California Hospital News Roundup for the Week of April 3, 2015
Alta Bates Summit Medical Center, Oakland
Sutter Health has agreed to pay a $71,275 fine to settle an investigation that found safety violations at the health system's Alta Bates Summit Medical Center over the way it handles patients with suspected airborne diseases, the San Francisco Chronicle reports.
The fine comes after the California Nurses Association in 2012 filed a complaint, alleging that more than a dozen patients suspected of having tuberculosis were kept in isolation rooms that were not functioning adequately, putting staff at risk of contracting the disease.
Under the settlement with the California Division of Occupational Safety and Health, Sutter agreed to change the way it handles patients suspected of having airborne diseases (Allday, San Francisco Chronicle, 3/24).
Los Angeles County-University of Southern California Medical Center
A combined prenatal care and psychiatric treatment program for low-income women at the Los Angeles County-University of Southern California Medical Center has treated 60 women since it launched last year, KPCC's "KPCC News" reports.
Emily Dossett, who created the Mental Health Wellness program in July 2014, said she plans to expand the program to other county clinics. In addition, she is developing a similar program for the hospital's pediatrics department to give women access to mental health care during pediatric visits (Aguilera, "KPCC News," KPCC, 3/30).
Martin Luther King, Jr. Community Hospital
Stakeholders say the Martin Luther King, Jr. Community Hospital is set to open in June with a renewed focus on preventive treatment, the Los Angeles Times reports.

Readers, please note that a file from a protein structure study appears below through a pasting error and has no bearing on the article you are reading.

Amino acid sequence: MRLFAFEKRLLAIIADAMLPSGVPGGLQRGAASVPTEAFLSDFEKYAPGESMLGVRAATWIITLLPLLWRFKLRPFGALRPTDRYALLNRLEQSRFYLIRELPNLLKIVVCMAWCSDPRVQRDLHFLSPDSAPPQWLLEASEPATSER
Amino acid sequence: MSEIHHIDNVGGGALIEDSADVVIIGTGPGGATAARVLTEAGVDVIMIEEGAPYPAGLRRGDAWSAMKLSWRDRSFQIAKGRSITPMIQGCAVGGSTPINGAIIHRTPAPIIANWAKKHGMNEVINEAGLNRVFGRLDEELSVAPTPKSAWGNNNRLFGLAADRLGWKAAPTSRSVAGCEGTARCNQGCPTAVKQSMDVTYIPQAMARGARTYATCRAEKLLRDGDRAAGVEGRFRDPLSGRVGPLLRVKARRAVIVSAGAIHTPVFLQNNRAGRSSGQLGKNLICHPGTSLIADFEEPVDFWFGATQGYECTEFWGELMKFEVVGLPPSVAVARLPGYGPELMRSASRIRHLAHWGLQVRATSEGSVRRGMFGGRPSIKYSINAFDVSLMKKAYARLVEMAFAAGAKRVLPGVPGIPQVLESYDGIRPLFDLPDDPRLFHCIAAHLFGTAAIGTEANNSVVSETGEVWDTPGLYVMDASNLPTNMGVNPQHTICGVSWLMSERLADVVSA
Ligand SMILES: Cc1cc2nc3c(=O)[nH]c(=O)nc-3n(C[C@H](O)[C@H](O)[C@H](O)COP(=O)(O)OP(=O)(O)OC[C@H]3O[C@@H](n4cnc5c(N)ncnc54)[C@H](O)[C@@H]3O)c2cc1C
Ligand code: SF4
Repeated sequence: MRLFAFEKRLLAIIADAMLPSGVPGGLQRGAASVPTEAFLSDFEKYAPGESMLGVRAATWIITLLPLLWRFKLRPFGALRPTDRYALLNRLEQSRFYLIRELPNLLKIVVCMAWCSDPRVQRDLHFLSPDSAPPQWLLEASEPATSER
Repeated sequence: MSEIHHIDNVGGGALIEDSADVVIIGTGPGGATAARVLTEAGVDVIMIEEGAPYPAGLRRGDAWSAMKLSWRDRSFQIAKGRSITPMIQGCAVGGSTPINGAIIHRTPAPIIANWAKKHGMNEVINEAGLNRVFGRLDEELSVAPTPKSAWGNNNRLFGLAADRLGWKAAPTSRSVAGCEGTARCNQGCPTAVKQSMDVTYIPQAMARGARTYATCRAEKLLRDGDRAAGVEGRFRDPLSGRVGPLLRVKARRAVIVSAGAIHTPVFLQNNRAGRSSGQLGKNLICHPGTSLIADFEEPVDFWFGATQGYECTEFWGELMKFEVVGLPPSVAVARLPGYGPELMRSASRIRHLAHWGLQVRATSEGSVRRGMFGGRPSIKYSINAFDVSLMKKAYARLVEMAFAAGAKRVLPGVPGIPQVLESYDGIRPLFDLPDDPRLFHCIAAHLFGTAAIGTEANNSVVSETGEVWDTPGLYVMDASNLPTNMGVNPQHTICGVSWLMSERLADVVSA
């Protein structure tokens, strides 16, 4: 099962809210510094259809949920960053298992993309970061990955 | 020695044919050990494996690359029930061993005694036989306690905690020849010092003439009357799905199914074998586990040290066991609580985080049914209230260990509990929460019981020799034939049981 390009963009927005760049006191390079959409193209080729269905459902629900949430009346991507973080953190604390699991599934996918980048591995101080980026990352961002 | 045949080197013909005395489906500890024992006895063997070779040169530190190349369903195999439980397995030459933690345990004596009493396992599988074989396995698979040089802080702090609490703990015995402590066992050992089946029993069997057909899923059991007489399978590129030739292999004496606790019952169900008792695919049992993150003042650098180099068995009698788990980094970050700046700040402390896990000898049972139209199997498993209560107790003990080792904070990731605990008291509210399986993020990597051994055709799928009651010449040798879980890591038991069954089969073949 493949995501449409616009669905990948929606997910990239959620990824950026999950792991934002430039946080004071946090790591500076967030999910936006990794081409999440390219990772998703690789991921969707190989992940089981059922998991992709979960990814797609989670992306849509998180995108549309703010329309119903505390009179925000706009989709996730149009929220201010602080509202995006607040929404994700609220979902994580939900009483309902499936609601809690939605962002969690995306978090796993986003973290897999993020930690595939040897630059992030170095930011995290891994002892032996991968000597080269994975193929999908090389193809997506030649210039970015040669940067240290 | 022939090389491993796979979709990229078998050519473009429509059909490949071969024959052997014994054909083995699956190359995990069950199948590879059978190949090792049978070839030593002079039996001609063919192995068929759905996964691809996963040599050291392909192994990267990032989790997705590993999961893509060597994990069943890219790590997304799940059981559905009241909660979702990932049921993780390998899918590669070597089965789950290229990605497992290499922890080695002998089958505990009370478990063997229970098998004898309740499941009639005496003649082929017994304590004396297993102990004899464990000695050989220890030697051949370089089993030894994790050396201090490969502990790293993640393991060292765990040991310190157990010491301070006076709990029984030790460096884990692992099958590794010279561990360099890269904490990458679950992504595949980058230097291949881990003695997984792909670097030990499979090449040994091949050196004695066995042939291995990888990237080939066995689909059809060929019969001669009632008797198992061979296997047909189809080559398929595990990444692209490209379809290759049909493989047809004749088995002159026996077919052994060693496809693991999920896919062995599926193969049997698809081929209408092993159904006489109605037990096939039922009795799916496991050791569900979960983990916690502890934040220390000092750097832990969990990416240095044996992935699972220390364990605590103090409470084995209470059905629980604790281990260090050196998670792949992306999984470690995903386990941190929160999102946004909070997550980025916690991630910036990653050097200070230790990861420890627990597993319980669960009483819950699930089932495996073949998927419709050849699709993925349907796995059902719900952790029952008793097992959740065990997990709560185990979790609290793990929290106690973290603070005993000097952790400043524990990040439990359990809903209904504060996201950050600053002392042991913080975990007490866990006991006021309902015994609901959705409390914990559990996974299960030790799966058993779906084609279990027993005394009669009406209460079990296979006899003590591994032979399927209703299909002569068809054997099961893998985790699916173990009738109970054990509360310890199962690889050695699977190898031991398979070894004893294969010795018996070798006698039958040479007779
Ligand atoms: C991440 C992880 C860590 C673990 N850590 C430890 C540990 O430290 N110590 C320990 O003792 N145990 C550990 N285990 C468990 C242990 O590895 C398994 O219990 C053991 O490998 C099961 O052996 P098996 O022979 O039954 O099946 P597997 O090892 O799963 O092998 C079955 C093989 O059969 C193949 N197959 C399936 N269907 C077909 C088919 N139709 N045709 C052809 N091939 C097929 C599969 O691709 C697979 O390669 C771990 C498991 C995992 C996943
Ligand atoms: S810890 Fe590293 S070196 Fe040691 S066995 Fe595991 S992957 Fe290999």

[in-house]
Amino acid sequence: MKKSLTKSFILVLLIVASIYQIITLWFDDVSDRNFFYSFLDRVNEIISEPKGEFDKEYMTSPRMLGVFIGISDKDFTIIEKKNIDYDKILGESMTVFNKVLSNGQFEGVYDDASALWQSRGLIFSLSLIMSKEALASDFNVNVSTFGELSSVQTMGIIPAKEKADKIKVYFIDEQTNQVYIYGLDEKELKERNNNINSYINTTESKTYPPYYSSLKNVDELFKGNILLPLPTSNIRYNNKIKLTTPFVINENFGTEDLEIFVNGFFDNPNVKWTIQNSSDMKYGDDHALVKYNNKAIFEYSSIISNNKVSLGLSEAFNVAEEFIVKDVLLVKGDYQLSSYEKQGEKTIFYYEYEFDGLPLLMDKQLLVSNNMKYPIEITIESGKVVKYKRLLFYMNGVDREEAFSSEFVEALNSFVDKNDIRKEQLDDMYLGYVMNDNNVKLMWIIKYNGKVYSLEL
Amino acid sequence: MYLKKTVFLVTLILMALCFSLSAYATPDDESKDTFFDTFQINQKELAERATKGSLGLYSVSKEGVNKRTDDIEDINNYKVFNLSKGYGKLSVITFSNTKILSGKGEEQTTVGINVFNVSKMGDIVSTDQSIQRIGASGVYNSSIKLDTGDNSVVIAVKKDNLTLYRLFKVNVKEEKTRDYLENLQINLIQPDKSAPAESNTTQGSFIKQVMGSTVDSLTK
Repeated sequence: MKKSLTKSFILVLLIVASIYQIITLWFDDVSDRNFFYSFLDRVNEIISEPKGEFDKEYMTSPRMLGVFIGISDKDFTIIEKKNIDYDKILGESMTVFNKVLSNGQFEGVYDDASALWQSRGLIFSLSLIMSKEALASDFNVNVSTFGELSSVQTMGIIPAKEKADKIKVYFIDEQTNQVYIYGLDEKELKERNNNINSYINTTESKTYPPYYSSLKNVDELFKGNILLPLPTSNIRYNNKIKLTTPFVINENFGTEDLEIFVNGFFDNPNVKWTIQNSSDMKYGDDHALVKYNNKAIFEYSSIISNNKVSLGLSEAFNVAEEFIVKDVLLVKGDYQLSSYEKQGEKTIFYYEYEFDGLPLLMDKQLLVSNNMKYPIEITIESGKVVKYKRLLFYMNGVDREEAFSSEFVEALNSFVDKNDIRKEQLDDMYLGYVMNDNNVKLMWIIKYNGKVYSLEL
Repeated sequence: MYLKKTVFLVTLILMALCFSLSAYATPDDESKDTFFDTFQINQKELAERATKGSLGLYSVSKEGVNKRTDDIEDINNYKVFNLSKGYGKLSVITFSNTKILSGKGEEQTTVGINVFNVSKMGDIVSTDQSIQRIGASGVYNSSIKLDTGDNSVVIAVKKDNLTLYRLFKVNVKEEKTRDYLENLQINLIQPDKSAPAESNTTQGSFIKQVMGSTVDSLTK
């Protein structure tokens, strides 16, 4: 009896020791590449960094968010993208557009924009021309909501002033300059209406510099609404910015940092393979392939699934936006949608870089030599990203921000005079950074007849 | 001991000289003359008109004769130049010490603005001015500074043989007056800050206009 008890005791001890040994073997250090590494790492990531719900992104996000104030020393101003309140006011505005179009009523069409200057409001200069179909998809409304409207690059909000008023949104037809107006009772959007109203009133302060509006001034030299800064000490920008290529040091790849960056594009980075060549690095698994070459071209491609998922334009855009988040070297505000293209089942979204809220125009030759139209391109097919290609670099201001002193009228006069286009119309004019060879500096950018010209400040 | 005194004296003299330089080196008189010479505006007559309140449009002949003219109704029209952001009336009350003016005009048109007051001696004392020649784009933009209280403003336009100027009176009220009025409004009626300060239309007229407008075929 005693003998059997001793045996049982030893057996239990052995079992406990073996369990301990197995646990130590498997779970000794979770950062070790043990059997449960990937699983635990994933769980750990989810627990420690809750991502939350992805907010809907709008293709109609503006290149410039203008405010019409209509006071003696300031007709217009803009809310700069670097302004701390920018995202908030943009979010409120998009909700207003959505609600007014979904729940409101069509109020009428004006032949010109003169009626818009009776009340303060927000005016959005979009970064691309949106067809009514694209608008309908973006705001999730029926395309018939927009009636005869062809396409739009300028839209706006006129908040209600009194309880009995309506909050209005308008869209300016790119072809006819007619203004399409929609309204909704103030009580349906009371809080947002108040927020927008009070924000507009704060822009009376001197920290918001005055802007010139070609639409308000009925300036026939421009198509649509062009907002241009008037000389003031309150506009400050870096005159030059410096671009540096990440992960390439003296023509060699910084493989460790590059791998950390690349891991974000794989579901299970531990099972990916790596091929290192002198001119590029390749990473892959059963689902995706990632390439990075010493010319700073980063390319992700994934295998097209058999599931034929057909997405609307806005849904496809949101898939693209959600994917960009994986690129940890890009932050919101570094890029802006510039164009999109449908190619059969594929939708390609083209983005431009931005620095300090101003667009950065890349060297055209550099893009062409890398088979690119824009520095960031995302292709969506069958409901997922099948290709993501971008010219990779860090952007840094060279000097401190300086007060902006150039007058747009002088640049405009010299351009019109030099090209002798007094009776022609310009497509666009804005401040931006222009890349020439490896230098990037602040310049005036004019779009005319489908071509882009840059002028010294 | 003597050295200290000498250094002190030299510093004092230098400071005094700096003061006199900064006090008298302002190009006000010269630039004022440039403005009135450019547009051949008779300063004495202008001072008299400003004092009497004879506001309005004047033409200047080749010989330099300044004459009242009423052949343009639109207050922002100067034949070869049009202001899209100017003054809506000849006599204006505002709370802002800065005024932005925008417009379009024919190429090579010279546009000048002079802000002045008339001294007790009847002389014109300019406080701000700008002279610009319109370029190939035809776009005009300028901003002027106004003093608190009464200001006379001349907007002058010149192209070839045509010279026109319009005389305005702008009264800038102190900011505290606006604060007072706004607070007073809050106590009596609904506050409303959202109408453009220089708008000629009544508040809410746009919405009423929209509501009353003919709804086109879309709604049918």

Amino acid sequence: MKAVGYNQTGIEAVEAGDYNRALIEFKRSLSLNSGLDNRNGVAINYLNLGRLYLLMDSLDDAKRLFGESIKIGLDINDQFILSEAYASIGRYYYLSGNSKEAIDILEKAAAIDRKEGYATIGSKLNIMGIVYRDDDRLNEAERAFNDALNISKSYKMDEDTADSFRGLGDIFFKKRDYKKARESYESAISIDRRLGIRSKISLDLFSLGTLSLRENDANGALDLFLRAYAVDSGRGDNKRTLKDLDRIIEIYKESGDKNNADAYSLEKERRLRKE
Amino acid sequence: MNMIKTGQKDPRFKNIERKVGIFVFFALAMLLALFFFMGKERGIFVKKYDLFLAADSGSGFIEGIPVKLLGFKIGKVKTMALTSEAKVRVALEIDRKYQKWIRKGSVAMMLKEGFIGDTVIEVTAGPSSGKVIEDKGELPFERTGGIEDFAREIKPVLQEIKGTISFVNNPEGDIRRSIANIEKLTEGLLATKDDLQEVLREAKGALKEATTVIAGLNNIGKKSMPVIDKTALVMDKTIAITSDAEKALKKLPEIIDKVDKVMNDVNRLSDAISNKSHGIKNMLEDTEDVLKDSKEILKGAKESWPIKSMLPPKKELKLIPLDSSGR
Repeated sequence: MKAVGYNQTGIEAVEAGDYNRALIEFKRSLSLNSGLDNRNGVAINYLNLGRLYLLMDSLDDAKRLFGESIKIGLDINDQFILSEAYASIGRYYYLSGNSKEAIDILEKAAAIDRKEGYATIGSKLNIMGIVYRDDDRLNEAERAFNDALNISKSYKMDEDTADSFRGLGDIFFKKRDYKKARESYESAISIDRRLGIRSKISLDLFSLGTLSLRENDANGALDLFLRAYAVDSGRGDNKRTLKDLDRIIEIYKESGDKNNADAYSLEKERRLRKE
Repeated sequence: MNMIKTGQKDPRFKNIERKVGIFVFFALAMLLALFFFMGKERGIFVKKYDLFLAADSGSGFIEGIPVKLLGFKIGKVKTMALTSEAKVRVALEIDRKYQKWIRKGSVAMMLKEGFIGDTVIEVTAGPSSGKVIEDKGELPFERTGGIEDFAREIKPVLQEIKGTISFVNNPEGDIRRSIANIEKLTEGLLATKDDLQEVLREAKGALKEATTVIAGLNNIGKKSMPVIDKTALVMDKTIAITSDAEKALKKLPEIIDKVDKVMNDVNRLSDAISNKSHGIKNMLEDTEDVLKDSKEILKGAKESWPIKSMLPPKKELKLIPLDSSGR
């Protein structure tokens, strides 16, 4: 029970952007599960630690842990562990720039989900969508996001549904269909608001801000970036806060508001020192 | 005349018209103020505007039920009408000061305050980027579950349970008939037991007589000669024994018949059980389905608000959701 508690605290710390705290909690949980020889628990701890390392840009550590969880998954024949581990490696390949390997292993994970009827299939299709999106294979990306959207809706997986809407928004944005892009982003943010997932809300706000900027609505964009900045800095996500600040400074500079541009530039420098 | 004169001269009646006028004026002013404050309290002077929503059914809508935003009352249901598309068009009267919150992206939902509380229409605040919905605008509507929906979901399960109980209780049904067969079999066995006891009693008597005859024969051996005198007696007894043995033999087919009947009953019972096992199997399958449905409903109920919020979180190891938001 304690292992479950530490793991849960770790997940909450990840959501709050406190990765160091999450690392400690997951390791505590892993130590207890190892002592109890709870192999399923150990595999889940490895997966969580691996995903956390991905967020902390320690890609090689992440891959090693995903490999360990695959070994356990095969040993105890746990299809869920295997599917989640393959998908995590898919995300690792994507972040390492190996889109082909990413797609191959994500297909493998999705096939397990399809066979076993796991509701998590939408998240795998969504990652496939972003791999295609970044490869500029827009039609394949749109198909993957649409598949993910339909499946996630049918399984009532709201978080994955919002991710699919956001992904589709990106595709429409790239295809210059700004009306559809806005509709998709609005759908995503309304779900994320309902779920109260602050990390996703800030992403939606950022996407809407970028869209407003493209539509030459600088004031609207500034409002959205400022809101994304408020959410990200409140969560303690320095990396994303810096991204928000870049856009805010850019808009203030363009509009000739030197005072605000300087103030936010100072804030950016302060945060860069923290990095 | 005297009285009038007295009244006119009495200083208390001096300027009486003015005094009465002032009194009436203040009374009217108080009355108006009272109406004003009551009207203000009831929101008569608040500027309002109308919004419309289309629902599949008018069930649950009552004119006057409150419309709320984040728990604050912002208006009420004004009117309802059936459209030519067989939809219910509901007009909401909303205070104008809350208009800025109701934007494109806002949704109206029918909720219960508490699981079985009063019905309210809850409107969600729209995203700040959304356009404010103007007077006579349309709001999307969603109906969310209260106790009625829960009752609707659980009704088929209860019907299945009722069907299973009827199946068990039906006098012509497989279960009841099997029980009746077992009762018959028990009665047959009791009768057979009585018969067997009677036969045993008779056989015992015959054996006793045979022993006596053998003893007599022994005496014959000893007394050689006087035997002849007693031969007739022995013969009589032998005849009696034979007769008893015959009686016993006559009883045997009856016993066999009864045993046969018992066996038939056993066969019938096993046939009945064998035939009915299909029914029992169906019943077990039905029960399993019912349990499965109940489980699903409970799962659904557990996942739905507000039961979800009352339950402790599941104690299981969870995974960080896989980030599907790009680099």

The original hospital closed in 2007 after reports of inadequate care, and its reopening was stalled by money- and bureaucratic-related setbacks, according to the Times.
Experts say the new medical center has been built to align with best practices for providing preventive care under the Affordable Care Act. For example, the hospital will have a new urgent-care center, as well as outpatient and public health clinics (Karlamangla, Los Angeles Times, 3/28).
Saddleback Memorial Medical Center, San Clemente
MemorialCare Health System will continue conducting a feasibility study on replacing Saddleback Memorial Medical Center's San Clemente campus with an outpatient facility as a way to maintain emergency department services during an overhaul of the campus, the Orange County Register reports (Swegles, Orange County Register, 3/26).
In November 2014, a committee tasked with researching how to maintain ED access in the area asked the health system to keep SMMC-San Clemente open through 2015 as it considers how to prevent the campus' closure or maintain other ED services, possibly through legislation (California Healthline, 11/14/14).
According to Tony Struthers, the hospital's administrator, the hospital's board of directors decided to continue the feasibility study -- which began in August 2014 -- because new legislation has been introduced, making a free-standing ED a possibility (Orange County Register, 3/26).
UC-San Francisco Benioff Children's Hospital, Oakland
UC-San Francisco Benioff Children's Hospital at a recent fundraising event raised more than $215,000 for childhood cancer research, according to a hospital release.
The funding was raised by teams of 242 participants during the hospital's eighth annual St. Baldrick's Foundation head-shaving event (Hospital release, 3/30).This is part of the California Healthline Daily Edition, a summary of health policy coverage from major news organizations. Sign up for an email subscription.